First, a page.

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Paradoxical brain embolism followed by percutaneous atrial septal closure: Stroke in a patient's thirties highlighting some issues surrounding brain stroke in an emergency setting

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Daisuke Matsubara1, Koichi Kataoka1, Teppei Matsubara2, Takaomi Minami1, Takanori Yamagata1

 

1 Department of Pediatrics, Jichi Medical University, Tochigi, Japan

 

2 Department of Clinical Neurophysiology, Neurological Institute, Graduate School of Medical Sciences, Kyushu University, Fukuoka, Japan

 

Corresponding Author: Daisuke Matsubara, Email: 99081dm@jichi.ac.jp

 

© 2017 World Journal of Emergency Medicine

 

World J Emerg Med 2017;8(4):308–309

 

DOI: 10.5847/wjem.j.1920–8642.2017.04.012

 

Dear editor,

Brain stroke in patients younger than 40 deprives society of its work force. Paradoxical brain embolism (PBE) is sometimes responsible. PBE should never be overlooked in emergency settings because its recurrence may be preventable.

Ojaghihaghighi et al[1] concluded that clinical manifestation is helpful in distinguishing stroke types before diagnostic imaging, also stating, "stroke causes excessive healthcare expense", thereby illustrating the importance of clinical manifestations, diagnostic imaging, and social cost. These may be especially true to stroke of young patients: a young PBE patient with an atrial septal defect (ASD), who underwent percutaneous ASD closure.

 

CASE

A 37-year-old mechanic, with no remarkable history (hypertension/diabetes mellitus) or family history (thrombophilia), was transferred to the emergency unit because of the sudden onset of mild left hemiparesis and dysarthria. Three days previously, his right leg had been injured with resultant subcutaneous hemorrhage/ swelling. He continued to work and sweated markedly. His pain prevented him from taking sufficient fluids. He lifted tires, inevitably leading to a Valsalva-maneuverlike action, and hemiparesis and dysarthria manifested.

Brain magnetic resonance imaging (MRI) revealed a deep white matter lesion in the right frontal centrum semiovale, suggestive of brain infarction (Figure 1A, B). Brain/neck MRI angiography revealed no stenotic lesions. Clinical findings/examination revealed no hypercoagulation state, deep vein thrombosis, pulmonary embolism/arteriovenous-malformation, or arrhythmia (atrial fibrillation/flutter). Transthoracic/transesophageal echocardiography revealed a small ASD (3.4 mm×7.3 mm) with its morphology mimicking a patent foramen ovale (PFO) (Figure 1C). Right-to-left (RL)-shunt became evident wi th the Valsalva maneuver. We diagnosed him with PBE due to RL-shunt through ASD. Hemiparesis and dysarthria completely disappeared 2 hours after the onset with hydration and antiplatelet administration. After 6 months, with informed consent, percutaneous ASD closure was performed to prevent recurrent stroke.[2] A percutaneously employed septaloccluder occluded the defect and abolished the RL-shunt (Figure 1D). Stroke did not recur.

 

 

DISCUSSION

Leg trauma, subcutaneous hemor rhage, and dehydration may have caused thrombus formation possibly around his injured leg. His Valsalva-maneuverlike action may have triggered PBE through ASD.

Although effectiveness of ASD/PFO-closure to prevent PBE recurrence has not been confirmed,[3] a randomized trial showed that percutaneous PFO closure was superior to medical therapy in the prespecifiedper- protocol analysis.[2] Advice to avoid a Valsalvamaneuver- like action is recommended in cardiac-shuntassociated PBE; however, this patient's occupation inevitably necessitated this action, causing RL-shunt at ASD, leading to PBE recurrence. To prevent this, transcatheter ASD closure was performed.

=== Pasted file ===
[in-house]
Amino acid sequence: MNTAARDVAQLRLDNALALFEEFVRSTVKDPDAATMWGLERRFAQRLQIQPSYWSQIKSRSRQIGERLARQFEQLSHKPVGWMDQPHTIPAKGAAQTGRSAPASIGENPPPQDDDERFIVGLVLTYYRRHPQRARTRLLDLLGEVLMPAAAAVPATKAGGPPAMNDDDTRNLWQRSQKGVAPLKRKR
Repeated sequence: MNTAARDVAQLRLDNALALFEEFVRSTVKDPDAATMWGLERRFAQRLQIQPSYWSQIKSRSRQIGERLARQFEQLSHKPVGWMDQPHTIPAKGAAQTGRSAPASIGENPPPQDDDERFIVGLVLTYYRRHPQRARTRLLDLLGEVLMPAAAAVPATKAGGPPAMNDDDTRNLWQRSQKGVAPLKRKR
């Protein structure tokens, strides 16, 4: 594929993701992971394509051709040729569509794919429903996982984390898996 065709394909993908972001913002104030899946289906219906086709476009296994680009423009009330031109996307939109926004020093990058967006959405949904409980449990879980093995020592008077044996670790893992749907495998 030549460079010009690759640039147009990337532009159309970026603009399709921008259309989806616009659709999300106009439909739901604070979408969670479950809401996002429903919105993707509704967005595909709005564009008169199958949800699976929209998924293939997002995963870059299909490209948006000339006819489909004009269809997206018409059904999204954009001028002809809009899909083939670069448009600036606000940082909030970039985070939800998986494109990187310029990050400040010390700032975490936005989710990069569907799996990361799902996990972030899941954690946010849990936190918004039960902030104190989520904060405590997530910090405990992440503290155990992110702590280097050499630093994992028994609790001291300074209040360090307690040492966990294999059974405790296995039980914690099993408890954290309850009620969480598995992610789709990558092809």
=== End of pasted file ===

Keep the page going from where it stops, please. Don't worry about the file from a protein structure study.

This patient's neurological manifestations resolved, which may make emergency-practitioners feel at ease; however, PBE with ASD/PFO may be hidden. Importantly, stroke occurrence just after Valsalva-maneuver-like action prompted us to perform transesophageal echocardiography, revealing this condition, of which importance Ojaghihaghighi et al[1] did not state. Prompt neurological examinations and diagnostic imaging led to rapid diagnosis and treatment, possibly preventing recurrence and its accompanying social loss. Ojaghihaghighi et al[1] emphasized the importance of neurological manifestation without/before diagnostic imaging.

 

CONCLUSION

From a little different view point, this case well illustrates the problems accompanying brain stroke, which Ojaghihaghighi et al[1] suggested: clinical manifestation, diagnostic imaging, and social cost, to which emergencymedicine- physicians should pay attention, irrespective of well-/mal-equipped emergency settings.

 

Funding: None.

Ethical approval: Not needed.

Conflicts of interest: The authors declare there is no competing interest related to the study, authors, other individuals or organizations.

Contributors: Nishimura T proposed the study and wrote the first draft. All authors read and approved the final version of the paper.

 

REFERENCES

1 Ojaghihaghighi S, Vahdati SS, Mikaeilpour A, Ramouz A. Comparison of neurological clinical manifestation in patients with hemorrhagic and ischemic stroke. World J Emerg Med. 2017;8:34–8.

2 Carroll JD, Saver JL, Thaler DE, Smalling RW, Berry S, MacDonald LA, et al. Closure of patent foramen ovale versus medical therapy after cryptogenic stroke.. N Engl J Med. 2013; 368(12):1092–100.

3 Li J, Liu J, Liu M, Zhang S, Hao Z, Zhang J, et al. Closure versus medical therapy for preventing recurrent stroke in patients with patent foramen ovale and a history of cryptogenic stroke or transient ischemic attack. Cochrane Database Syst Rev. 2015;(9): CD009938.

Received March 20, 2017

Accepted after revision August 16, 2017

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